If you let your guinea pig roam free, start by training him in a small room with the door shut. Just like when he’s in his cage, your pet will most likely look for a dark, secluded corner where he can do his business. Watch him closely to see which corner of the room he heads to when he wants some privacy, then place his litter tray in that spot.
You may need to restrict your pet’s access to other dark spaces in the room until he comes to realize where you want him to go potty. Make sure to reward your cavy for eliminating in the tray, and before too long, he’ll start to understand what you want him to do.
You can then try letting him roam free throughout a larger area to see if he still returns to his litter box when nature calls.
Benefits of Litter Training Your Guinea Pigs
Now that you know the basics of how to potty train a guinea pig, there’s probably one other important question on your mind: Why? Why go through the effort of training your guinea pig to use a litter box?
The main advantage of potty training is that it’ll mean less work for you in the long run. Every guinea pig owner will tell you that although they’re small, cavies can produce a lot of waste. And if your guinea pig isn’t potty trained, that means you’ll have to spend plenty of time cleaning their entire cage. It’s unpleasant, repetitive, and time-consuming work.
But if your cavy is potty trained, your cleaning tasks will be much less time-consuming. After all, cleaning out a litter tray is much quicker and easier than cleaning your pet’s cage from top to bottom,
The other benefit of potty training is that rather than having poop spread everywhere, the rest of your pet’s cage will be much cleaner and dryer. This means a much more hygienic living environment for your cavy, which prevents diseases and infections such as urinary tract infections.
Choosing a Litter Box
To improve your chances of successfully potty training your guinea pig, you must choose the right litter tray. Consider the following factors to find the best litter tray for your pet:
- Size. The litter tray you choose will need to be large enough to comfortably accommodate your cavy, but also small enough to fit into your cage without taking up too much space. Check product dimensions closely before you buy.
- Design. Next, check the litter tray’s design to ensure that it’s well-suited for use by a guinea pig. For example, does it feature high edges to prevent any messy spills? Is it designed to slot into the corner of the cage where your pet likes to go potty? Is it deep enough to contain a sufficient amount of bedding and ensure that mess isn’t spread around the cage?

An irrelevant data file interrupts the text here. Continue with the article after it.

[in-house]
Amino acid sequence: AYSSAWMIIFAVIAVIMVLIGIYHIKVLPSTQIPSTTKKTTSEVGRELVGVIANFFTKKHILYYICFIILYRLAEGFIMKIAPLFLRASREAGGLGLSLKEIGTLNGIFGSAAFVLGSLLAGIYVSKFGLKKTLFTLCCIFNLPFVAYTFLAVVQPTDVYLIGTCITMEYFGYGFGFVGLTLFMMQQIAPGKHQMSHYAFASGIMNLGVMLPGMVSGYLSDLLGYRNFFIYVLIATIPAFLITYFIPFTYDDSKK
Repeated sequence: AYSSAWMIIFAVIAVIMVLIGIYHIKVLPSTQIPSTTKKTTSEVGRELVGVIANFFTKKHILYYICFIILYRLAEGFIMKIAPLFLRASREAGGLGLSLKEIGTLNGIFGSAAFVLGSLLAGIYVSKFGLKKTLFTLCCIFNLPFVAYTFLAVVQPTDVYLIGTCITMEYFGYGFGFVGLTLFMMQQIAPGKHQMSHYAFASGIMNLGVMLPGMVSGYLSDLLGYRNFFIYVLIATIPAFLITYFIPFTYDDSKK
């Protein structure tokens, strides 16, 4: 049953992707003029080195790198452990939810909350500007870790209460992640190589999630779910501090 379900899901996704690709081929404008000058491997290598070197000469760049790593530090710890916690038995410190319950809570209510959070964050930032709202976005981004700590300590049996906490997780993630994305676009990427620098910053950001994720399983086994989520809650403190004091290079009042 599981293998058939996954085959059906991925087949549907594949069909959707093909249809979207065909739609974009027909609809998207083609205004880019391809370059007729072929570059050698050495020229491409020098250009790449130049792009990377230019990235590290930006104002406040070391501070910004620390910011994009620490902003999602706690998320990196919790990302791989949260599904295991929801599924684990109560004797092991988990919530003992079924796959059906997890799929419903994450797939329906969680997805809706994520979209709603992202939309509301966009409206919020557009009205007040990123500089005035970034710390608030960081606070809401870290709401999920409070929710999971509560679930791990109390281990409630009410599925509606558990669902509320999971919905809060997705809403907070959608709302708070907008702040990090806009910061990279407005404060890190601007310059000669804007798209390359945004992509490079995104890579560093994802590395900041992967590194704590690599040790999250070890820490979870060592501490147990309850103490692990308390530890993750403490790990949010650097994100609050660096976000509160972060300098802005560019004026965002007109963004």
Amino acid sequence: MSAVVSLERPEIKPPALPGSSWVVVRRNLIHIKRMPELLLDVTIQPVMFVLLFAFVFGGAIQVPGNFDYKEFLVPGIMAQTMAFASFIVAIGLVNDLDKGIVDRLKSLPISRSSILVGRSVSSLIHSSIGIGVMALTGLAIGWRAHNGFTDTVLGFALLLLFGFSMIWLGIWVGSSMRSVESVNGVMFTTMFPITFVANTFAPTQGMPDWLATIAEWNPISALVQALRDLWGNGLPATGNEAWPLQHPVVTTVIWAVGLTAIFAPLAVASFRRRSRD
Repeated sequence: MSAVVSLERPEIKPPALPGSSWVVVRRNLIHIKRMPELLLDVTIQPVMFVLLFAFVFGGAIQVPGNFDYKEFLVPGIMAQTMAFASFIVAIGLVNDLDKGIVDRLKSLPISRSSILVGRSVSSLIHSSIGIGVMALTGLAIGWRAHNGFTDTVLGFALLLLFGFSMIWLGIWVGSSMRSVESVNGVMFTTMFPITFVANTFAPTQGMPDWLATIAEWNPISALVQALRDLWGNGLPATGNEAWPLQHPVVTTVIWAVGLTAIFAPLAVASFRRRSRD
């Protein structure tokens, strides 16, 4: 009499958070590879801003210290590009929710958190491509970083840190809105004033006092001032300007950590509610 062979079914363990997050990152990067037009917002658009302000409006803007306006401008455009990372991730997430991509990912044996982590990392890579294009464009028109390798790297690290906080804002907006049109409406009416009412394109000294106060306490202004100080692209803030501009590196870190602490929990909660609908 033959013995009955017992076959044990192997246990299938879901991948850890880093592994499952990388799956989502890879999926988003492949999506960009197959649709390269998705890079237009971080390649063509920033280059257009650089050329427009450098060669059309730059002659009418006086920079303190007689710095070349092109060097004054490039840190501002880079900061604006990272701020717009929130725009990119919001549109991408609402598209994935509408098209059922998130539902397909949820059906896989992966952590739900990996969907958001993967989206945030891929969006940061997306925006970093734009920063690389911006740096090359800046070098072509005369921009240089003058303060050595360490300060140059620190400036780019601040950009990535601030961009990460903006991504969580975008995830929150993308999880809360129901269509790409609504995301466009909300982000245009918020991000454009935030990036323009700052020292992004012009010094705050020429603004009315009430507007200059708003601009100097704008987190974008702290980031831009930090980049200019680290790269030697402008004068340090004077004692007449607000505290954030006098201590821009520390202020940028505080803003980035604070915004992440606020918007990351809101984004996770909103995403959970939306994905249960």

- Attaching it to your cage. Some trays can be easily tipped over, resulting in poop and soiled bedding being spread around the cage. It’s a good idea to look for a tray that comes with hooks or clasps so it can be securely attached to your pet’s cage, ensuring that it won’t be accidentally tipped over.
- Ease of access. If you want the potty to be an inviting place for your guinea pig, it’ll need to be somewhere he can get into without any hassle. Make sure there’s a low edge or a specific entry point that your cavy will be able to navigate with a minimum of fuss.
- Ease of cleaning. Finally, don’t forget to check how easy the tray will be to remove from the cage and keep clean.
FAQs About Litter Training Guinea Pigs
What’s the Best Litter for Guinea Pigs?
There’s no ‘one size fits all’ option that is universally recognized as the best bedding for guinea pigs. Aspen, paper-based, and fleece bedding are all safe bedding options worth considering, but each choice has its own pros and cons. Check out our guide to the best guinea pig bedding for more information.
Can You Use Cat Litter for Guinea Pigs?
Cat litter should not be used for guinea pigs. Some litters contain chemicals that could be harmful to your cavy, while clumping cat litters could cause intestinal blockages if ingested by your furry friend. It’s also best to use the same bedding material you use in the rest of your pet’s cage, so look for a litter specifically designed to suit guinea pigs.
Can I Potty Train an Older Guinea Pig?
Yes, guinea pigs can be litter trained at any age.
What Else Can I Do to Encourage My Guinea Pig to Use a Litter Box?
The key is to make your cavy’s litter tray as inviting as possible. In addition to rewarding him every time he goes potty in the tray, you may want to erect some sort of simple privacy screen to help your pet feel more comfortable. Ensuring that he has sufficient space and can easily hop into and out of the tray will also help, while some owners have had success installing hay racks next to the litter tray.
If you’re sick and tired of constantly cleaning your guinea pig’s entire cage, litter training may be the solution. Guinea pigs can be potty trained, but you’ll need to be patient and persevere to have any chance of success.
But with a slow and steady approach, positive reinforcement, and plenty of treats, it is possible to teach a guinea pig to go potty in a litter tray.